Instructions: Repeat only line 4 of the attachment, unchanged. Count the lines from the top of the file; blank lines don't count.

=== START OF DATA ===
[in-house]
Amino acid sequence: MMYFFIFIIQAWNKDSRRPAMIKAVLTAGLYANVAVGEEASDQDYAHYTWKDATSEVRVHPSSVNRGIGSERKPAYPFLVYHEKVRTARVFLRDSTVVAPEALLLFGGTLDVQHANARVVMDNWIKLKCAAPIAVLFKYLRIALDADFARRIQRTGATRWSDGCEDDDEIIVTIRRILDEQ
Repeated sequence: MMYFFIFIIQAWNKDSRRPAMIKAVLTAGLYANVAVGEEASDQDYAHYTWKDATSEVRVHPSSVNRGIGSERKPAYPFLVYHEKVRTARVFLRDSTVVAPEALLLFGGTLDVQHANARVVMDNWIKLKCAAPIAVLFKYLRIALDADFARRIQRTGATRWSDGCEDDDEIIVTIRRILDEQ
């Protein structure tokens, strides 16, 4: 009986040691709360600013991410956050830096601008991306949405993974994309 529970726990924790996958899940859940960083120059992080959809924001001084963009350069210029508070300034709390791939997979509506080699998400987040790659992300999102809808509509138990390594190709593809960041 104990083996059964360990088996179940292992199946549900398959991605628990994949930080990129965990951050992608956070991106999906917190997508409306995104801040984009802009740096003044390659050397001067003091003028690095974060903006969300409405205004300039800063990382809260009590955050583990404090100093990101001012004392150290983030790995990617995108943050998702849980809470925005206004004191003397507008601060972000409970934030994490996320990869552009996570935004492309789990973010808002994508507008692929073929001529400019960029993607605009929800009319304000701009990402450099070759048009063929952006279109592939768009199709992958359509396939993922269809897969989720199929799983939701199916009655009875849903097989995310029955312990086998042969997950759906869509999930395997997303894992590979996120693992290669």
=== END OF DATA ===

């Protein structure tokens, strides 16, 4: 009986040691709360600013991410956050830096601008991306949405993974994309 529970726990924790996958899940859940960083120059992080959809924001001084963009350069210029508070300034709390791939997979509506080699998400987040790659992300999102809808509509138990390594190709593809960041 104990083996059964360990088996179940292992199946549900398959991605628990994949930080990129965990951050992608956070991106999906917190997508409306995104801040984009802009740096003044390659050397001067003091003028690095974060903006969300409405205004300039800063990382809260009590955050583990404090100093990101001012004392150290983030790995990617995108943050998702849980809470925005206004004191003397507008601060972000409970934030994490996320990869552009996570935004492309789990973010808002994508507008692929073929001529400019960029993607605009929800009319304000701009990402450099070759048009063929952006279109592939768009199709992958359509396939993922269809897969989720199929799983939701199916009655009875849903097989995310029955312990086998042969997950759906869509999930395997997303894992590979996120693992290669």